On the other hand, he said that there has been some good evidence linking the consumption of red meat to increased cancer risk, in particular, colorectal cancer. “But the question we should ask is, what type of red meat? Lamb, pork, beef, etc?” he said, adding that as these studies are done in the West, the red meat studied is likely to be beef.
Meanwhile, consuming foods with high glycaemic loads – a number that estimates how much a food raises blood sugar levels after consuming it – has been shown to increase the risk for some cancers (e.g. liver, pancreas, endometrium), but decreased the risk for others (e.g. prostrate).
While those results are equivocal, Dr Ravindran, in addressing the myth that “sugar feeds cancer”, said: “The chronic use of excessive sugar leading to hyperinsulinaemia (overproduction of the hormone insulin) might promote cancer, but stopping sugar does not prevent cancer.”
Looking at vitamins and macronutrients, he said: “You would have heard stories about vitamins A, C and E, which are antioxidants that are suppose to kill off all the oxidants. There have been some high-quality studies done, but with disappointing results. Systematic reviews of studies with vitamins C and E were not shown to be beneficial in reducing risk of cancer.”
However, he noted that the American Women’s Health Initiative study had found that calcium and vitamin D supplementation significantly decreased the risk of total, breast, and invasive breast cancers by 14-20%. But this decrease in risk was not found in women already taking such supplements. “So, it is important to look at the baseline; if it is already maximised, you might not need more (vitamin D and calcium supplements),” he said.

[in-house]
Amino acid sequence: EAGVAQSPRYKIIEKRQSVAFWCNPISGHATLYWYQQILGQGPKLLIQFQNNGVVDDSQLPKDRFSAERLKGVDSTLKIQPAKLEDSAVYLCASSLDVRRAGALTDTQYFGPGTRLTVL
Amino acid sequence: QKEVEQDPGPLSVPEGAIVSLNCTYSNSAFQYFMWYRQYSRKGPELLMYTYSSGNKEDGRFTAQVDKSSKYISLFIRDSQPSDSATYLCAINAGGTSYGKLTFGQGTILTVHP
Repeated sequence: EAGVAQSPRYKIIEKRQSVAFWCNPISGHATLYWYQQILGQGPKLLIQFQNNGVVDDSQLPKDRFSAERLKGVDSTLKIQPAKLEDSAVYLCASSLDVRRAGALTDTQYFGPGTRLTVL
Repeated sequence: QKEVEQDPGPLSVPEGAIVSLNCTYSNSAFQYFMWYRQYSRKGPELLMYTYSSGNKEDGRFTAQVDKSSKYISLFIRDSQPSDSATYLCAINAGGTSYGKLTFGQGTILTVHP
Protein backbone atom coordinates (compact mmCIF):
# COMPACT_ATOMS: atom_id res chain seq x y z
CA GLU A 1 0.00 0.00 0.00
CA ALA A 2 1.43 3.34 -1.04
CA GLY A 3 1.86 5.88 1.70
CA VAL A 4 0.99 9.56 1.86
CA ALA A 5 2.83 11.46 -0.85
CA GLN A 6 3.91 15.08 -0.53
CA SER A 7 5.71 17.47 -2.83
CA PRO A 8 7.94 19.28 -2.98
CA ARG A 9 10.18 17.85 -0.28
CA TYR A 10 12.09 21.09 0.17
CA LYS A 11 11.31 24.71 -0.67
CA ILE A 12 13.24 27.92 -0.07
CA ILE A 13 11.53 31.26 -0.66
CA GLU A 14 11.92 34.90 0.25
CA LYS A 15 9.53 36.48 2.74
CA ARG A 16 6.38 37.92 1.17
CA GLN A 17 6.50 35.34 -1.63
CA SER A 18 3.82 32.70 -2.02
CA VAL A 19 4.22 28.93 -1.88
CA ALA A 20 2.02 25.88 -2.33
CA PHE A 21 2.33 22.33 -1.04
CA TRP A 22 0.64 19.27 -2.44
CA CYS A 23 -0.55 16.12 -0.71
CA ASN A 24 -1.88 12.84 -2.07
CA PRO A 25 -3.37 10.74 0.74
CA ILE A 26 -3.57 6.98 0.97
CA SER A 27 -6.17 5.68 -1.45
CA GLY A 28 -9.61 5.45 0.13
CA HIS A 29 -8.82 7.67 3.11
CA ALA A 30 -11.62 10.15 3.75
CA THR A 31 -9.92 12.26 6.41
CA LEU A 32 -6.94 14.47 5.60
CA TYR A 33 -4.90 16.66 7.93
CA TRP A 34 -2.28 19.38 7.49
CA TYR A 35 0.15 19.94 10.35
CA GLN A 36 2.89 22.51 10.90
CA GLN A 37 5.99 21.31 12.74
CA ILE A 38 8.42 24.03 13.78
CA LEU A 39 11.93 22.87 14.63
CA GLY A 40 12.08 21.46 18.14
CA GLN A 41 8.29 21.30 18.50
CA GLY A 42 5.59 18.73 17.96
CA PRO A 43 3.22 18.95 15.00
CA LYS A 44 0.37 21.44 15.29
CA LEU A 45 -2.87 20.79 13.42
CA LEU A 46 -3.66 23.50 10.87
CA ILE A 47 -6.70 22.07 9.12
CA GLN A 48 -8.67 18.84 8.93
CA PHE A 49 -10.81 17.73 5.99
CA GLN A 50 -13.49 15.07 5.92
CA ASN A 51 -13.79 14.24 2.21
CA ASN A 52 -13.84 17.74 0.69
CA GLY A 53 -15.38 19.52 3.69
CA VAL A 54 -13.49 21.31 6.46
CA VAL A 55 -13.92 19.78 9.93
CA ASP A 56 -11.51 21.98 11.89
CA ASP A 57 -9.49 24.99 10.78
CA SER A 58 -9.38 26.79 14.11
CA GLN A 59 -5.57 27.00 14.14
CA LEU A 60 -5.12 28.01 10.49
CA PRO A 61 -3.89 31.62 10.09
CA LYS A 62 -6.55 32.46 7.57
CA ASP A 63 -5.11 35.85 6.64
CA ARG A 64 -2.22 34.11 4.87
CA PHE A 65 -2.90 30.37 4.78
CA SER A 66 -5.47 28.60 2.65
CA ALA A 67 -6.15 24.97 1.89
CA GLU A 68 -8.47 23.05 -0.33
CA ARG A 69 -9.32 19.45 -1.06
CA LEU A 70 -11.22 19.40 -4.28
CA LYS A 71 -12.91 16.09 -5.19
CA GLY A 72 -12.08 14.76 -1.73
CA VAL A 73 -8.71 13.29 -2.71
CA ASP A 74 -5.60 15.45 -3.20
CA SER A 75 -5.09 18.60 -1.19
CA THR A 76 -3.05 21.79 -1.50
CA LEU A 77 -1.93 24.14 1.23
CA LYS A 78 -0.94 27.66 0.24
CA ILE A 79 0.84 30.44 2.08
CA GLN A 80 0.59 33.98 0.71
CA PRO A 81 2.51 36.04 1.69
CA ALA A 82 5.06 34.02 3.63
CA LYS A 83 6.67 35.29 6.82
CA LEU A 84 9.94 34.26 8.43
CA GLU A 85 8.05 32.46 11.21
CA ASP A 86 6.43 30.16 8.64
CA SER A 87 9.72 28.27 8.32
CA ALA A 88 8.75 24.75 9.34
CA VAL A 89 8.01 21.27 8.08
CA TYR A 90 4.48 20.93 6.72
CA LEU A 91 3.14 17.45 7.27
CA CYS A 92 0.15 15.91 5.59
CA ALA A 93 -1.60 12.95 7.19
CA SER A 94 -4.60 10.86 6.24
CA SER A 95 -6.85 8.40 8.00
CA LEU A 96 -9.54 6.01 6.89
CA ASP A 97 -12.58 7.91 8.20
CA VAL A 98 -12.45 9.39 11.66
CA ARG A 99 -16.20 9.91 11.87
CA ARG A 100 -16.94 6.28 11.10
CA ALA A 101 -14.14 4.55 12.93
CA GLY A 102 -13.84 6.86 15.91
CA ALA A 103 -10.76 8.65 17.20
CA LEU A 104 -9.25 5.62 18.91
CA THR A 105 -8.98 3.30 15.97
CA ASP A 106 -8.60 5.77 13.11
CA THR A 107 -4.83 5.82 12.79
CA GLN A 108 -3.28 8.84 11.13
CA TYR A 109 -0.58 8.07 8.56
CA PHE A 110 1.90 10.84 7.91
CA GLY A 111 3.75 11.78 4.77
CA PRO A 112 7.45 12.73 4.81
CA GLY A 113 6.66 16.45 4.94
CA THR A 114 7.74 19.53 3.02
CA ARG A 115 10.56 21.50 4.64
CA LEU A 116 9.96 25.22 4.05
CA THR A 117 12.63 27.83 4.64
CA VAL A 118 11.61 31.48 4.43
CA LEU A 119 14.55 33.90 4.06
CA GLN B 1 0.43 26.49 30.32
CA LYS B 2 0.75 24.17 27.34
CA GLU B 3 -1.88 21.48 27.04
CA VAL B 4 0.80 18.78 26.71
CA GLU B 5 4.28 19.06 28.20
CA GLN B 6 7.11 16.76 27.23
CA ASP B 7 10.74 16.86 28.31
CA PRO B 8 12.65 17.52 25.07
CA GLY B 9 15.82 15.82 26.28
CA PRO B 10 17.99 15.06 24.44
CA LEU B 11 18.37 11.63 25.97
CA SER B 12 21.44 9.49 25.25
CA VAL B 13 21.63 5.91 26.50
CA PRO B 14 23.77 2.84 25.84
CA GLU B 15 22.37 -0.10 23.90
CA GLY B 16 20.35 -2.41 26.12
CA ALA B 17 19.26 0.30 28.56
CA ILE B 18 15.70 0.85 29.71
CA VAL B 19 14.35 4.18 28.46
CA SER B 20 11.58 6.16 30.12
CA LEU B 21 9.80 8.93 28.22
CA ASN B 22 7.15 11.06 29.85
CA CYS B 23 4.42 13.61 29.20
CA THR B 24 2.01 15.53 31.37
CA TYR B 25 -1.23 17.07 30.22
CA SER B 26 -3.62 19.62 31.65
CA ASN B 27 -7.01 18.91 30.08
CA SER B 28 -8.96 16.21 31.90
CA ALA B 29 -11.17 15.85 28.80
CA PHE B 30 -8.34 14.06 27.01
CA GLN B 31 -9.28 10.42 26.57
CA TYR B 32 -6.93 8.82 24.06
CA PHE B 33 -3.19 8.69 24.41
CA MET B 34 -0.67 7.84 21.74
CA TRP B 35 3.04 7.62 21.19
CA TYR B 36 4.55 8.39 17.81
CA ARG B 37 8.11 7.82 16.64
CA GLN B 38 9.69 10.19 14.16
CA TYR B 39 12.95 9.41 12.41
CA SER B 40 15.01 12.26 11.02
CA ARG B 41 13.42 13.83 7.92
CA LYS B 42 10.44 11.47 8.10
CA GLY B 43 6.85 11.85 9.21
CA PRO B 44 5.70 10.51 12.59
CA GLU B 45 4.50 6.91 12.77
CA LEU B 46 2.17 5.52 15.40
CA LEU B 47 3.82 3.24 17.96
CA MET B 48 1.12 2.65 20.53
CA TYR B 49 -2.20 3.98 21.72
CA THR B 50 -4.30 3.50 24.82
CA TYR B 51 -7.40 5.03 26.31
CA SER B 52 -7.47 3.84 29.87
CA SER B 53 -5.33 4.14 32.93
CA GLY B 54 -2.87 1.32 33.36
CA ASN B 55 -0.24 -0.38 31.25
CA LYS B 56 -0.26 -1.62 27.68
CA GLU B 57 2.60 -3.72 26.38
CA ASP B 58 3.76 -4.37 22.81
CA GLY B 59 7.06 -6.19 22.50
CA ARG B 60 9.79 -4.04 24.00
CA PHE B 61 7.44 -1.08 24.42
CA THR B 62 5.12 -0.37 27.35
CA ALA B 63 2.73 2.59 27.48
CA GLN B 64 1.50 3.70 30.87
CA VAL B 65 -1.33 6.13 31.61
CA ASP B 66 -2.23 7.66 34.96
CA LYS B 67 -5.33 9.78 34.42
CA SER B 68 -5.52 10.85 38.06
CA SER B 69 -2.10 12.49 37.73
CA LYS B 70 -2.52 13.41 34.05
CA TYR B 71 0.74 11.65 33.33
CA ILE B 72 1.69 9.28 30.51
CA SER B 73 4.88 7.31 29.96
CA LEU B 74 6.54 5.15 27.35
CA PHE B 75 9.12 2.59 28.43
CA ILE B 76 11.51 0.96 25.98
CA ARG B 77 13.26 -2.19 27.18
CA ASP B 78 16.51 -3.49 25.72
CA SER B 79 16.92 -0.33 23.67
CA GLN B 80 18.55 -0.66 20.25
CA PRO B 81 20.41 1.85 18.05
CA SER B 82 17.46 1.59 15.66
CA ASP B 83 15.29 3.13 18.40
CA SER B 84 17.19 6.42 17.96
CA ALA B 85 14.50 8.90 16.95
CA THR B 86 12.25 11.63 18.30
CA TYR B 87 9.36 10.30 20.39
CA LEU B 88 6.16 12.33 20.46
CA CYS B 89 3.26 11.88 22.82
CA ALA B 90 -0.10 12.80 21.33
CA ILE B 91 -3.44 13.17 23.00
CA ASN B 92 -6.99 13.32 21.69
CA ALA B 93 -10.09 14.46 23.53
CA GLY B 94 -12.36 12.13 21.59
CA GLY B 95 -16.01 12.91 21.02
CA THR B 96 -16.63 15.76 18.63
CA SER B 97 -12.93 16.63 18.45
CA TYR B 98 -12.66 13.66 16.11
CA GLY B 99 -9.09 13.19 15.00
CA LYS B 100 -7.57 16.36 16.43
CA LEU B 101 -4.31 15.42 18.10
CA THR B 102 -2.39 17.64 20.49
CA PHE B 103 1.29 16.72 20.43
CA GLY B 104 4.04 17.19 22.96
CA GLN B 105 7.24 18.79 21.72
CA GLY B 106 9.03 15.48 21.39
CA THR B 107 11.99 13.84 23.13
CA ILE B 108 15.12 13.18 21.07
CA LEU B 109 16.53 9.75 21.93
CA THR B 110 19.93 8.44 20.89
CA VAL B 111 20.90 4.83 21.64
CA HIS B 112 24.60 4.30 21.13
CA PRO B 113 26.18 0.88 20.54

The thing about cancer is that the disease itself consumes a lot of the patient’s resources. In addition, the side effects of cancer treatment also severely impact on a patient’s nutritional status. Said Dr Ravindran: “Patients with cancer need excess calories due to those they lose from the disease.”
The lack of sufficient calories and protein is a common problem in such patients, he explained. In fact, cancer patients need to consume an additional 35-40 calories per kilogramme of body weight, just to retain enough weight to be healthy. With many Malaysian cancer food taboos revolving around animal sources of protein, this can be a big problem.
On how she addresses this problem, Tah says: “I will clarify with patients and their families that the pantang or food taboos that they are practising can cause nutritional problems. For example, if the patient is not taking in enough protein, it will cause anaemia, muscle wasting, oedema, etc, and some patients need to delay their cancer treatment due to these nutritional problems.
“I will also emphasise to patients the need to have a balanced and high calorie, high protein diet during cancer treatment by giving them sample menus, and modifying the patient’s food intake according to their food preference and tolerance.”
Nurhidayah adds: “Usually, most of the taboos have no strong evidence to support them. If a patient insists on following their beliefs, I will always emphasise that they need to replace the particular food with another food that gives the same nutritional benefit. For example, if they avoid meat, they need to replace it with other protein sources such as chicken or fish, to ensure that their nutritional needs are met.”
Tags / Keywords:
Cancer, diet, nutrition, cancer myths, food taboos